- Handbooks on Globalisation series
Edited by Guy M. Robinson and Doris A. Carson
Chapter 11: Geographies and histories of the Green Revolution: from global flows to place-based experiences
AbstractFrom the 1960s, agriculture across the developing world was transformed through new technologies and policies collectively designated as the ‘Green Revolution’. While major increases in food production can be traced to Green Revolution technologies, their environmental and social outcomes have remained matters of concern, including pollution and species and habitat loss, and persistent food and livelihoods insecurities. The Green Revolution also denoted a new ideology of agriculture that shifted agricultural innovations from farmers’ fields to scientific laboratories, and often argued for the universal dispersal of such innovations. The globalization of science and development was thus a central component of the Green Revolution and this chapter seeks to understand the Green Revolution through the lens of these global flows. Overall, this chapter considers how the unfolding of the Green Revolution has been accompanied by North–South technology flows, beginning in South America and Asia, and currently extending to new sites in Africa.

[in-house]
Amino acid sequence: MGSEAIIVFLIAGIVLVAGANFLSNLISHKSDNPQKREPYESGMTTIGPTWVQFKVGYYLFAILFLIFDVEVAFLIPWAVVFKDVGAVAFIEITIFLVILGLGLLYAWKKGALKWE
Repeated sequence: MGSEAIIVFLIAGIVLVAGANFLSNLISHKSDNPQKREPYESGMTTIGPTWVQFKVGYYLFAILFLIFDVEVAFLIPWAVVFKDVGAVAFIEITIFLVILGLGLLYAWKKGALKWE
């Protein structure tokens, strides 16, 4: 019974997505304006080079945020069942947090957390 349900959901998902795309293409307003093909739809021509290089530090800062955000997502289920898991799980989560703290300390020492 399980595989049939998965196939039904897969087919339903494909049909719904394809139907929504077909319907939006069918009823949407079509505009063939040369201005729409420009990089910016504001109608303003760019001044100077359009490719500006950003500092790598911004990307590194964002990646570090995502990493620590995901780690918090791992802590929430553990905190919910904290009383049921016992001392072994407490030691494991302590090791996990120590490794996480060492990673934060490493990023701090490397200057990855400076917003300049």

You are not authenticated to view the full text of this chapter or article.
Elgaronline requires a subscription or purchase to access the full text of books or journals. Please login through your library system or with your personal username and password on the homepage.
Non-subscribers can freely search the site, view abstracts/ extracts and download selected front matter and introductory chapters for personal use.
Your library may not have purchased all subject areas. If you are authenticated and think you should have access to this title, please contact your librarian.